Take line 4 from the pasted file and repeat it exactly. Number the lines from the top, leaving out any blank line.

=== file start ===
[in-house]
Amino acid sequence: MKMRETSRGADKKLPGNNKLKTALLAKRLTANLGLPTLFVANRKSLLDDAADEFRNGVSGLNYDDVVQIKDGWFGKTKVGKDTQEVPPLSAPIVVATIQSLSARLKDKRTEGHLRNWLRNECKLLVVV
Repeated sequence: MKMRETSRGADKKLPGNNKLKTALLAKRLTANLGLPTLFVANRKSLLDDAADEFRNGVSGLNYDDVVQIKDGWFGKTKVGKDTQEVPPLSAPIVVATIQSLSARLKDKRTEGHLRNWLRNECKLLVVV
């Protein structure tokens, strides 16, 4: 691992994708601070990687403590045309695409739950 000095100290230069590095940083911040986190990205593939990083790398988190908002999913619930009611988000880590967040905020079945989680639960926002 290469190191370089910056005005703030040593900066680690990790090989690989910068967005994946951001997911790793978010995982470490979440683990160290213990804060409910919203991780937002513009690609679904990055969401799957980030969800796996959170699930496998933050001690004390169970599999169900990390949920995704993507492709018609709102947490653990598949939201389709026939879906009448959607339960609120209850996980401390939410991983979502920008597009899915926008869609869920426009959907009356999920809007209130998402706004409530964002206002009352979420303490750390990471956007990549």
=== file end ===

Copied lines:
């Protein structure tokens, strides 16, 4: 691992994708601070990687403590045309695409739950 000095100290230069590095940083911040986190990205593939990083790398988190908002999913619930009611988000880590967040905020079945989680639960926002 290469190191370089910056005005703030040593900066680690990790090989690989910068967005994946951001997911790793978010995982470490979440683990160290213990804060409910919203991780937002513009690609679904990055969401799957980030969800796996959170699930496998933050001690004390169970599999169900990390949920995704993507492709018609709102947490653990598949939201389709026939879906009448959607339960609120209850996980401390939410991983979502920008597009899915926008869609869920426009959907009356999920809007209130998402706004409530964002206002009352979420303490750390990471956007990549």